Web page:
Zara recently released its Ungendered collection. While some consider the collection a triumph for the genderqueer and trans communities, others are calling Zara’s definition of “unisex” into question.
Conventionally attractive models — who are all white — show off Zara’s latest collection. Each item runs in a small, medium, or large, which means the clothes are restricted to people of certain sizes. Activist Tyler Ford voiced concern about this line on Twitter:
Zara’s definition of “gender neutral” is largely masculine. The clothes could easily be found in a menswear store. The company played it safe by not including any skirts or dresses. (But who says dudes can’t wear skirts or dresses?)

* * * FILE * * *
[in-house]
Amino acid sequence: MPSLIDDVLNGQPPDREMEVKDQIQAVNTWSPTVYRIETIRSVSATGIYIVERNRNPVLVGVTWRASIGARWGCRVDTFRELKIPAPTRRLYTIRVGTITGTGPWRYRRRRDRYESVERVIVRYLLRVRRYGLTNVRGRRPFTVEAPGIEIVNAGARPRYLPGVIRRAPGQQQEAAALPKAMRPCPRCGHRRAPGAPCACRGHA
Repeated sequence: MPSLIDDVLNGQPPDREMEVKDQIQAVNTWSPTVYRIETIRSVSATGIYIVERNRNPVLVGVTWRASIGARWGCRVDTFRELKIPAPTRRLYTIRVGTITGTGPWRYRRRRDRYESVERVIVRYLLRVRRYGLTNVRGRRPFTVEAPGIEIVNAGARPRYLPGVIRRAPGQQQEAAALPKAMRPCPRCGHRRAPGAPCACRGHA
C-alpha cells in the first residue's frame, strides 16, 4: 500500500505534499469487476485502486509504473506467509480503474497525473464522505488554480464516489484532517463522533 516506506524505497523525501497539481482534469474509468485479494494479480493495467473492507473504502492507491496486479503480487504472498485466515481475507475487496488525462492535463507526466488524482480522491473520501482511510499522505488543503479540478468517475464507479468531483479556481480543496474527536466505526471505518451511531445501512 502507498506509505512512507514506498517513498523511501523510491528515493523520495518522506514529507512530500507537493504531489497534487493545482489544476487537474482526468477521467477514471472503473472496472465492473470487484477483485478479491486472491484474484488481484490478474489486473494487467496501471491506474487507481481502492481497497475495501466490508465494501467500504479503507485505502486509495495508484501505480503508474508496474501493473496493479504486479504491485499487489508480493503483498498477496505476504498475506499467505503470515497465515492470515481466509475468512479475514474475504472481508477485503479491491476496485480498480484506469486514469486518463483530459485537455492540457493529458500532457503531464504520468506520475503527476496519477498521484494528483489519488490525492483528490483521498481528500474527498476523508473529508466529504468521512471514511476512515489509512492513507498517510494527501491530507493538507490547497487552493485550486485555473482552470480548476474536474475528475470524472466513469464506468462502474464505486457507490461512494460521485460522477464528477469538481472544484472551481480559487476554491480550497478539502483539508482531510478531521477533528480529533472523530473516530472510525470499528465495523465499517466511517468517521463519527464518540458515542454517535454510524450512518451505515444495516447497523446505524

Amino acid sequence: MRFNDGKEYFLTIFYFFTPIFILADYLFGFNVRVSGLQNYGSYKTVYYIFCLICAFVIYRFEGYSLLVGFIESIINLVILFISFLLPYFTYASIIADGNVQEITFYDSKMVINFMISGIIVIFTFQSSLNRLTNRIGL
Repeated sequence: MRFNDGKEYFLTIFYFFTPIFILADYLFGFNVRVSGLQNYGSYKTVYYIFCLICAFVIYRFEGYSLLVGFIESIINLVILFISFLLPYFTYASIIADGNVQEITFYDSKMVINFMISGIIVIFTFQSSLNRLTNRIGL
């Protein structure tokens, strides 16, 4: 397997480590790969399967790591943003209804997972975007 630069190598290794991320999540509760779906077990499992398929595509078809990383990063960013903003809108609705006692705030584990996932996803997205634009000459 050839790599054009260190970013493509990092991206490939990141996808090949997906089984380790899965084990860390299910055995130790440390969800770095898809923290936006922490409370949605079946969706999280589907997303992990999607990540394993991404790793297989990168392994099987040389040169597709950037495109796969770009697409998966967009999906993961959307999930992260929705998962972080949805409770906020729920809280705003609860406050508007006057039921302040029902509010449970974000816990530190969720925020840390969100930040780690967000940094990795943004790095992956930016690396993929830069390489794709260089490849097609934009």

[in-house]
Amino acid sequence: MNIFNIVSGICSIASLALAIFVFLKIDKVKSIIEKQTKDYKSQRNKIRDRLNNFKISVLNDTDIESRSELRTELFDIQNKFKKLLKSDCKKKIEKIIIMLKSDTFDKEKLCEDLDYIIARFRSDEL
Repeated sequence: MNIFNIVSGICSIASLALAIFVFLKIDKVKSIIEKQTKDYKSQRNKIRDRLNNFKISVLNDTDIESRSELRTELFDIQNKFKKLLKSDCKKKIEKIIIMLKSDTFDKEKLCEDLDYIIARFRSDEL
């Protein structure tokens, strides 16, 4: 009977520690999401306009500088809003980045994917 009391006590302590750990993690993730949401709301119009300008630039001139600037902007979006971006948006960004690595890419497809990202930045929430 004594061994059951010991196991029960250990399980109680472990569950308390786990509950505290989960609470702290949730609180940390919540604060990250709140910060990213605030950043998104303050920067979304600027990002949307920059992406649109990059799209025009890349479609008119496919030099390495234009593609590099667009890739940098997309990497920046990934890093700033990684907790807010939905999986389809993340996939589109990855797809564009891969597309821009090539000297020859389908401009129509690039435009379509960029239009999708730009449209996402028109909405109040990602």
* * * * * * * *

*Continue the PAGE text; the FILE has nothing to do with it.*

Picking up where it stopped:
Still, the line is considered a victory by many. The line is marketed as “ungendered” as opposed to unisex, which demonstrates an awareness that gender is a spectrum, not a binary. The clothing is also extremely affordable: Nothing is more expensive than $49.90, which makes it all accessible to more people than the high-fashion unisex lines that have been around for a while.
Ungendered is a good first step in promoting fashion that does away with the gender binary. But it’s just a first step.